Those who have visited the Zetland Islands, are familiar with the description of castles called by the inhabitants Burghs; and by the Highlanders — for they are also to be found both in the Western Isles and on the mainland — Duns. Pennant has engraved a view of the famous Dun-Dornadilla in Glenelg; and there are many others, all of them built after a peculiar mode of architecture, which argues a people in the most primitive state of society. The most perfect specimen is that upon the island of Mousa, near to the mainland of Zetland, which is probably in the same state as when inhabited.

It is a single round tower, the wall curving in slightly, and then turning outward again in the form of a dice-box, so that the defenders on the top might the better protect the base. It is formed of rough stones, selected with care, and laid in courses or circles, with much compactness, but without cement of any kind. The tower has never, to appearance, had roofing of any sort; a fire was made in the centre of the space which it encloses, and originally the building was probably little more than a wall drawn as a sort of screen around the great council fire of the tribe. But, although the means or ingenuity of the builders did not extend so far as to provide a roof, they supplied the want by constructing apartments in the interior of the walls of the tower itself. The circumvallation formed a double enclosure, the inner side of which was, in fact, two feet or three feet distant from the other, and connected by a concentric range of long flat stones, thus forming a series of concentric rings or stories of various heights, rising to the top of the tower. Each of these stories or galleries has four windows, facing directly to the points of the compass, and rising of course regularly above each other. These four perpendicular ranges of windows admitted air, and, the fire being kindled, heat, or smoke at least, to each of the galleries. The access from gallery to gallery is equally primitive. A path, on the principle of an inclined plane, turns round and round the building like a screw, and gives access to the different stories, intersecting each of them in its turn, and thus gradually rising to the top of the wall of the tower. On the outside there are no windows; and I may add, that an enclosure of a square, or sometimes a round form, gave the inhabitants of the Burgh an opportunity to secure any sheep or cattle which they might possess.

Such is the general architecture of that very early period when the Northmen swept the seas, and brought to their rude houses, such as I have described them, the plunder of polished nations. In Zetland there are several scores of these Burghs, occupying in every case, capes, headlands, islets, and similar places of advantage singularly well chosen. I remember the remains of one upon an island in a small lake near Lerwick, which at high tide communicates with the sea, the access to which is very ingenious, by means of a causeway or dike, about three or four inches under the surface of the water. This causeway makes a sharp angle in its approach to the Burgh. The inhabitants, doubtless, were well acquainted with this, but strangers, who might approach in a hostile manner, and were ignorant of the curve of the causeway, would probably plunge into the lake, which is six or seven feet in depth at the least. This must have been the device of some Vauban or Cohorn of those early times.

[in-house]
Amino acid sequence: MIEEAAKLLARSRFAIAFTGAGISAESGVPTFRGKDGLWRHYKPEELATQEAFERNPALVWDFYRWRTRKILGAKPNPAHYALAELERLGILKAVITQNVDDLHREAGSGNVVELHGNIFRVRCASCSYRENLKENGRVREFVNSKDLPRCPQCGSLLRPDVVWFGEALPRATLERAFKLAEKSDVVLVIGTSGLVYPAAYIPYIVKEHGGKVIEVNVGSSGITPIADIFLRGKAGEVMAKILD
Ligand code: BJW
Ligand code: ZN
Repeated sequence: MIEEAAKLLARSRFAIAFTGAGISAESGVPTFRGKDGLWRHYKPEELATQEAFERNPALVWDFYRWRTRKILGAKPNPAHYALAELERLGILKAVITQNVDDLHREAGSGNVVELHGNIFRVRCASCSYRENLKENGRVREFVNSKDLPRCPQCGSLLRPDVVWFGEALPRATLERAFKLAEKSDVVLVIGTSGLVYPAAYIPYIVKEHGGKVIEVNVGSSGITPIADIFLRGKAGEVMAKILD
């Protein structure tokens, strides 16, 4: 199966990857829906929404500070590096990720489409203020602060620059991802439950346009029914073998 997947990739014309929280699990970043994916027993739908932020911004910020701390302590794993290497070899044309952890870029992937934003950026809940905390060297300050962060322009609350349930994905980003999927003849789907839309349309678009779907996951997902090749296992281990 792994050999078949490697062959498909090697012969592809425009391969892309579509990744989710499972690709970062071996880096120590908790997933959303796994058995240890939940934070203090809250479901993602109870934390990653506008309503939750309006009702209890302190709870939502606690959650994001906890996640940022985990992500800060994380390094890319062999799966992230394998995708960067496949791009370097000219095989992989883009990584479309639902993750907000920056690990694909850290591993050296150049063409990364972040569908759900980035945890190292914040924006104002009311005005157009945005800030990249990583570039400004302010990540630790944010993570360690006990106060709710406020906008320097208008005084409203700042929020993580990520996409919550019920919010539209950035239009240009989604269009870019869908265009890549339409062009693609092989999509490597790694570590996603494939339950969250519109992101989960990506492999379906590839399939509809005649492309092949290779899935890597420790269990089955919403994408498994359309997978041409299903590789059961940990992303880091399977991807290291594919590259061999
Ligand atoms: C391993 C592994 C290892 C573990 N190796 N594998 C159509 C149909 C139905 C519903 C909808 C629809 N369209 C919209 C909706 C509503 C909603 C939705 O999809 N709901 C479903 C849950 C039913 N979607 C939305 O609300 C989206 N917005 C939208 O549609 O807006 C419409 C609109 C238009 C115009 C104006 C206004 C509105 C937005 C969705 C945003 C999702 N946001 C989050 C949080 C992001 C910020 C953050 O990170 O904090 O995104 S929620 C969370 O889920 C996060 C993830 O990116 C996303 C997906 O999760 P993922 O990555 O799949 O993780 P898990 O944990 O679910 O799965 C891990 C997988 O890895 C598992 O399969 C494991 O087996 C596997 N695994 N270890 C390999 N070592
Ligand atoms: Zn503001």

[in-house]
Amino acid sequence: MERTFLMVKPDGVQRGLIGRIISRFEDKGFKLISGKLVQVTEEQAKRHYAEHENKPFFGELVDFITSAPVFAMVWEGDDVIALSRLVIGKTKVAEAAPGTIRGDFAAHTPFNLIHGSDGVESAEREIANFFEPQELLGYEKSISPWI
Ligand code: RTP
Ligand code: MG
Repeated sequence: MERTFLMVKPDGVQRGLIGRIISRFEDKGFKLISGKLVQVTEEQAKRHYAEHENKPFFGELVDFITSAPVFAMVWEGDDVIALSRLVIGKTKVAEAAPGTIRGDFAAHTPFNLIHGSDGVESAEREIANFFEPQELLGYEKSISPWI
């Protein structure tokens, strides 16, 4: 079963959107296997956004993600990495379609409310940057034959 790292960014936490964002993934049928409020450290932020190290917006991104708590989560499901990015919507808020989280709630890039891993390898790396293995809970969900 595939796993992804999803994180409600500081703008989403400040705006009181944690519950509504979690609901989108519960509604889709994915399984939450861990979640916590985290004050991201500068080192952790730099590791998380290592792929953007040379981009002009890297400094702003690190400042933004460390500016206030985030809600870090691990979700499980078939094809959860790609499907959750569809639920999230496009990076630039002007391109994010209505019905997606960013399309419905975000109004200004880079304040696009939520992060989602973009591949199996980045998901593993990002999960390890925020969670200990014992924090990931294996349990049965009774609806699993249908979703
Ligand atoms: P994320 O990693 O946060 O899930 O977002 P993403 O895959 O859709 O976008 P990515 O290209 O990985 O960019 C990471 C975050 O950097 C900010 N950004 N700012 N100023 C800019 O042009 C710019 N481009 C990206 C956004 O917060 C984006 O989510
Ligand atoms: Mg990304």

The style of these buildings evinces that the architect possessed neither the art of using lime or cement of any kind, nor the skill to throw an arch, construct a roof, or erect a stair; and yet, with all this ignorance, showed great ingenuity in selecting the situation of Burghs, and regulating the access to them, as well as neatness and regularity in the erection, since the buildings themselves show a style of advance in the arts scarcely consistent with the ignorance of so many of the principal branches of architectural knowledge.

I have always thought, that one of the most curious and valuable objects of antiquaries has been to trace the progress of society, by the efforts made in early ages to improve the rudeness of their first expedients, until they either approach excellence, or, as is more frequently the case, are supplied by new and fundamental discoveries, which supersede both the earlier and ruder system, and the improvements which have been ingrafted upon it. For example, if we conceive the recent discovery of gas to be so much improved and adapted to domestic use, as to supersede all other modes of producing domestic light; we can already suppose, some centuries afterwards, the heads of a whole Society of Antiquaries half turned by the discovery of a pair of patent snuffers, and by the learned theories which would be brought forward to account for the form and purpose of so singular an implement.